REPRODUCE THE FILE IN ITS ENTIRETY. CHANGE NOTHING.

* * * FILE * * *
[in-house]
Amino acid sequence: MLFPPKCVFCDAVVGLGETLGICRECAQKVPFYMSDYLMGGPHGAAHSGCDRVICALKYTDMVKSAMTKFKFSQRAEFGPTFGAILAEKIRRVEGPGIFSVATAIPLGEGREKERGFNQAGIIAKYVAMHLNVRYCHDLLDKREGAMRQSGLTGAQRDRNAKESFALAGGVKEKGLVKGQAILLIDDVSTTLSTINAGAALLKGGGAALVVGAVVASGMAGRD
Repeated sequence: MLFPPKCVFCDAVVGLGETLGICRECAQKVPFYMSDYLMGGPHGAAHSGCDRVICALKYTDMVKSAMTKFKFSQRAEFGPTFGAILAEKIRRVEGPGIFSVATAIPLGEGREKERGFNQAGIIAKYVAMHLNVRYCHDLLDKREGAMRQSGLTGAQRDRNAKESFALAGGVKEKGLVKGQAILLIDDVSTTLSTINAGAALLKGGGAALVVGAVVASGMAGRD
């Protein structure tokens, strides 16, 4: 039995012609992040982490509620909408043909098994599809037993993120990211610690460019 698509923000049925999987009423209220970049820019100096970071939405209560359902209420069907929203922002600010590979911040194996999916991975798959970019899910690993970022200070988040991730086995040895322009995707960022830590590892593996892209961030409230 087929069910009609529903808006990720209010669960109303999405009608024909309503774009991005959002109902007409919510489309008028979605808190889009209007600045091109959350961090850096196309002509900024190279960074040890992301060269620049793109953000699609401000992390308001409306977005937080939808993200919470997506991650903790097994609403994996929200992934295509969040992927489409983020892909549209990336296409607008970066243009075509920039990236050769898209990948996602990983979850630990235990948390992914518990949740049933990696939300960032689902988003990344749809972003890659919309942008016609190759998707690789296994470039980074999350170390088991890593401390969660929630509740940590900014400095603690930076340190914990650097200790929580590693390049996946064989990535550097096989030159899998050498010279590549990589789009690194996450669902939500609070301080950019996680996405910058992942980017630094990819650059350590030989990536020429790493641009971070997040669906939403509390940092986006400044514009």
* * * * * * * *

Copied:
[in-house]
Amino acid sequence: MLFPPKCVFCDAVVGLGETLGICRECAQKVPFYMSDYLMGGPHGAAHSGCDRVICALKYTDMVKSAMTKFKFSQRAEFGPTFGAILAEKIRRVEGPGIFSVATAIPLGEGREKERGFNQAGIIAKYVAMHLNVRYCHDLLDKREGAMRQSGLTGAQRDRNAKESFALAGGVKEKGLVKGQAILLIDDVSTTLSTINAGAALLKGGGAALVVGAVVASGMAGRD
Repeated sequence: MLFPPKCVFCDAVVGLGETLGICRECAQKVPFYMSDYLMGGPHGAAHSGCDRVICALKYTDMVKSAMTKFKFSQRAEFGPTFGAILAEKIRRVEGPGIFSVATAIPLGEGREKERGFNQAGIIAKYVAMHLNVRYCHDLLDKREGAMRQSGLTGAQRDRNAKESFALAGGVKEKGLVKGQAILLIDDVSTTLSTINAGAALLKGGGAALVVGAVVASGMAGRD
């Protein structure tokens, strides 16, 4: 039995012609992040982490509620909408043909098994599809037993993120990211610690460019 698509923000049925999987009423209220970049820019100096970071939405209560359902209420069907929203922002600010590979911040194996999916991975798959970019899910690993970022200070988040991730086995040895322009995707960022830590590892593996892209961030409230 087929069910009609529903808006990720209010669960109303999405009608024909309503774009991005959002109902007409919510489309008028979605808190889009209007600045091109959350961090850096196309002509900024190279960074040890992301060269620049793109953000699609401000992390308001409306977005937080939808993200919470997506991650903790097994609403994996929200992934295509969040992927489409983020892909549209990336296409607008970066243009075509920039990236050769898209990948996602990983979850630990235990948390992914518990949740049933990696939300960032689902988003990344749809972003890659919309942008016609190759998707690789296994470039980074999350170390088991890593401390969660929630509740940590900014400095603690930076340190914990650097200790929580590693390049996946064989990535550097096989030159899998050498010279590549990589789009690194996450669902939500609070301080950019996680996405910058992942980017630094990819650059350590030989990536020429790493641009971070997040669906939403509390940092986006400044514009």